Vision Quest  

Story and Photographs By John Murray 

Steve Schrag, center.

   Steve Schrag has spent his life as an organizer and activist fighting for positive change in the work place. For the past 30 years in Waterbury, however, Schrag has repeatedly found himself in opposition to major development projects.

    He was against EWR in the 1980s.

    He was against a super mall.

My Dog Brother

Column By Chelsea Murray

    My house mate Christina and her family are putting their 13-year-old German Shepherd to sleep this weekend after a losing battle with cancer. Christina went home to visit Cheyenne for a final time and is struggling with the impending loss. I live with seven girls in a house at Marist College and we’ve all spent time consoling Christina, and talking to her about this difficult family decision. In the process we’ve all opened up about our own dogs and how they’ve impacted our lives. I’ve come to realize that everyone has a dog story.

 

Out Of Control

Is this the price of victory?

Story By John Murray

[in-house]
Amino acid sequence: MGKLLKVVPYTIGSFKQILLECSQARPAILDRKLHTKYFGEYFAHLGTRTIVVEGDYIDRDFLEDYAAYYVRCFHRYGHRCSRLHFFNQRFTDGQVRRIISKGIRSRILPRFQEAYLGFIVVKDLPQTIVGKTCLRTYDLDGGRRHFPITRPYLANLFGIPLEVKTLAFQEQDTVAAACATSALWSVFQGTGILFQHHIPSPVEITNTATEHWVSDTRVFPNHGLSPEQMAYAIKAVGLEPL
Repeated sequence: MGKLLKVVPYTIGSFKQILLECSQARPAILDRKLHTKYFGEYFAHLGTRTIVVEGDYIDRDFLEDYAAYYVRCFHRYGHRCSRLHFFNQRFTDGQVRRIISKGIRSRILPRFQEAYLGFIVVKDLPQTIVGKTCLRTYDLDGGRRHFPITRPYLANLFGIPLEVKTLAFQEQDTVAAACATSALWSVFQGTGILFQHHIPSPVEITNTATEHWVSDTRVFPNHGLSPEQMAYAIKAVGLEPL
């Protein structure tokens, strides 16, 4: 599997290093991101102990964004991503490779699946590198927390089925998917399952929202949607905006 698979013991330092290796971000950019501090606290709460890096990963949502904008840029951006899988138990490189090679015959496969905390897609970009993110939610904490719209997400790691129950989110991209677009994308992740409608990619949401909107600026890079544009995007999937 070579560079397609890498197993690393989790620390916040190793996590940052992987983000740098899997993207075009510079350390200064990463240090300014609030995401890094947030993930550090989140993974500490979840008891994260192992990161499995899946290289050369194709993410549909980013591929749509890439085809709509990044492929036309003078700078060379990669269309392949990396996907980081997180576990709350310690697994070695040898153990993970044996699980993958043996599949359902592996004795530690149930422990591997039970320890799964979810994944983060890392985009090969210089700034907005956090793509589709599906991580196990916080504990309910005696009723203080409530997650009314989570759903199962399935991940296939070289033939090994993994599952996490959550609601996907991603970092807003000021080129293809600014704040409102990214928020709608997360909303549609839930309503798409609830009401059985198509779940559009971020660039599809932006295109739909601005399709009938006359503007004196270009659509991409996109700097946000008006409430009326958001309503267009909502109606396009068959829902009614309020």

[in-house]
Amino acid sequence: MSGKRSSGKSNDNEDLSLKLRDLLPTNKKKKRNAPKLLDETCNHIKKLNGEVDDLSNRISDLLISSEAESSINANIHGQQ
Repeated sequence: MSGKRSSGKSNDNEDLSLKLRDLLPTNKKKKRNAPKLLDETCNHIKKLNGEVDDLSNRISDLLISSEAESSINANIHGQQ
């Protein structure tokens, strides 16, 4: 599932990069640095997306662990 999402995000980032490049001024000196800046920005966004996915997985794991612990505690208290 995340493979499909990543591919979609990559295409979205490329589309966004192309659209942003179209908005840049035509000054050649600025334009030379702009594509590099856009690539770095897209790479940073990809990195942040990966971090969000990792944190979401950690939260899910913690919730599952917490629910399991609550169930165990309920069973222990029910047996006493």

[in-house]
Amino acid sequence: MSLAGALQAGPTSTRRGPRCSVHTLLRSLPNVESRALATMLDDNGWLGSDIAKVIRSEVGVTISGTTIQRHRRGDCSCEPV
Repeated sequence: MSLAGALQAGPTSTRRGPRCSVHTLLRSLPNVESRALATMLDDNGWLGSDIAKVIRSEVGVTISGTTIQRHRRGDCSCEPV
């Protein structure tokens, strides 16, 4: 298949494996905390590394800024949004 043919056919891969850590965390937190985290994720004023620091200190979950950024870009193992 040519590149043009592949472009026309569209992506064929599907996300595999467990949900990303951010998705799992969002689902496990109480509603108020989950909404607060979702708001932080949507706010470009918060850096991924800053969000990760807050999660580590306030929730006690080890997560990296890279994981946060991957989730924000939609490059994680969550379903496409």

Photograph originally appeared in the New York Times


   It was a crisp autumn evening in 2006 and Hasheem Thabeet was about to begin his basketball career at the University of Connecticut. Thabeet spent the first 16 years of his life 7,600 miles from UConn, in Dar Es Salaam, Tanzania, where sultry air wafts into West Africa from the Indian Ocean and the average temperature in November is a toasty 86 degrees.

 

Brass Beginnings

Story By Raechel Guest

  Waterbury has been referred to as "The Brass City" and "The Brass Capitol of The World". This article is the first in a four part series written by Raechel Guest exploring the history and legacy of the brass industry in Waterbury, Connecticut.


   Brass is an alloy of copper and zinc (differing from bronze, which is alloy of copper and tin), and it is both durable and reasonably resistant to tarnishing. Adjusting the ratio of zinc to copper changes the color of the brass, adding to its decorative qualities. In ancient Rome, it was known as Aurichalem and was often used for making jewelry. Its popularity increased during the Renaissance, and by the 19th century, brass was used to make just about everything.

 

Climb Your Own Tree
By Chelsea Murray

Julia Butterfly Hill
   

    Activism isn’t dead.

    While it’s true young people aren’t inspired the way America’s youth were in the 1960s by Bob Dylan, nor are they protesting the war in Iraq with the same passion and conviction that their parents and grandparents opposed the war in Vietnam, by no means is activism dead.

A Helping Hand

 Column By Kathryn Valentine

   “Why would you ever want to go to Africa?” Whenever I tell someone that I went to Kenya this summer, that’s the first thing that always comes out of the person’s mouth.

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